Seasoning new cast iron before its first use gives the owner a head start in keeping the beautiful black shiny surface.

Olive Oil No Good for Seasoning Cast Iron – Why?

So let’s get two things straight before we deep dive into the subject of the best oil for seasoning cast-iron.

Firstly, pure olive oil is healthy for cooking. You will also see great benefits of using olive oil on an ongoing basis when cooking. Because it will absolutely assist in maintaining the seasoning on your cast iron.

Secondly, olive oil is not a great choice for a thorough, or regular, seasoning of cast iron cookware that is required to keep the non-stick surface.

This is because of the smoking point of the oil itself. The oil and the cast-iron cannot react and produce polymerization. So the seasoning process has not been carried out effectively.

Olive oils smoking average smoking point is around 350 degrees Fahrenheit.

Smoke points are important because if the smoking point is not reached the cast iron will end up sticky and not non-stick.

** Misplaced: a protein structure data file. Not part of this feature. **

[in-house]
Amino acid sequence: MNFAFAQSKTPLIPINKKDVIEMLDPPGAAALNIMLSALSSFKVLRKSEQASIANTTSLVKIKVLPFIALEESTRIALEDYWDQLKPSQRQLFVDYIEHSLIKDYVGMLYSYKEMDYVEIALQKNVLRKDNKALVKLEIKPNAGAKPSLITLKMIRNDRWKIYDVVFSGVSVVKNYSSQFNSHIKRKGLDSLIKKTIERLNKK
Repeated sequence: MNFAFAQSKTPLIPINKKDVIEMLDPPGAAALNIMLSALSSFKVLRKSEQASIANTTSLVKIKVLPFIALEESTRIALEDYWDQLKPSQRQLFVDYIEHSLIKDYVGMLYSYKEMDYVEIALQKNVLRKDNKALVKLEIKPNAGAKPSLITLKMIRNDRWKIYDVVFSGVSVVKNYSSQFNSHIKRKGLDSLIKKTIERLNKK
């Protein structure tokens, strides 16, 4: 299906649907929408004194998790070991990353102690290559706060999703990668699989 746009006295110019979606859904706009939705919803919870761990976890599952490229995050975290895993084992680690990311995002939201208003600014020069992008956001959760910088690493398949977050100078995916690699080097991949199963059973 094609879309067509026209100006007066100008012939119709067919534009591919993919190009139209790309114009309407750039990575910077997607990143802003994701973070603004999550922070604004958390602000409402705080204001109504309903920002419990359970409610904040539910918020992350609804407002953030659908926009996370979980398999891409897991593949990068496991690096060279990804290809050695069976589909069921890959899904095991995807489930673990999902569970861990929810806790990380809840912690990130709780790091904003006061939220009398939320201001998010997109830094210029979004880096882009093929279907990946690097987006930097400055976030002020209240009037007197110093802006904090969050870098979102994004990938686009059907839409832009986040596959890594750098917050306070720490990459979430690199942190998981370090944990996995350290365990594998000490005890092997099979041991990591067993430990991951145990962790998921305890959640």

You will have to recommence the seasoning process by removing the sticky mess and starting the seasoning process will have to start over.

What Is the Best Oil for Seasoning Cast Iron?

You are probably saying to yourself “what can I season my cast iron with?

To understand definitively what oil you should use for seasoning cast iron you need to understand:-

  1. An oils smoking point – the higher the better
  2. Not all oils are the same quality

Oils that appear healthy looking and have the words light, virgin, or unrefined on the label have been modified and their smoking point will be affected.

Oils with the words “virgin” and “light” appear gourmet like have had modifications and make these oils great for cooking and dressings etc.

Pure oils without additives are the best as they retain their smoking point – powers…

Pure oils also have their drawbacks even though they have high smoking points. The iron can become rancid, sticky – just to mention two…

Oils with the highest smoking point are:-

1. Refined Grapeseed Oil (which I am currently using) has a smoking point of Up to 480 degrees Fahrenheit

2. Soybean – refined and high oleic soybeans smoking point is 450 degrees Fahrenheit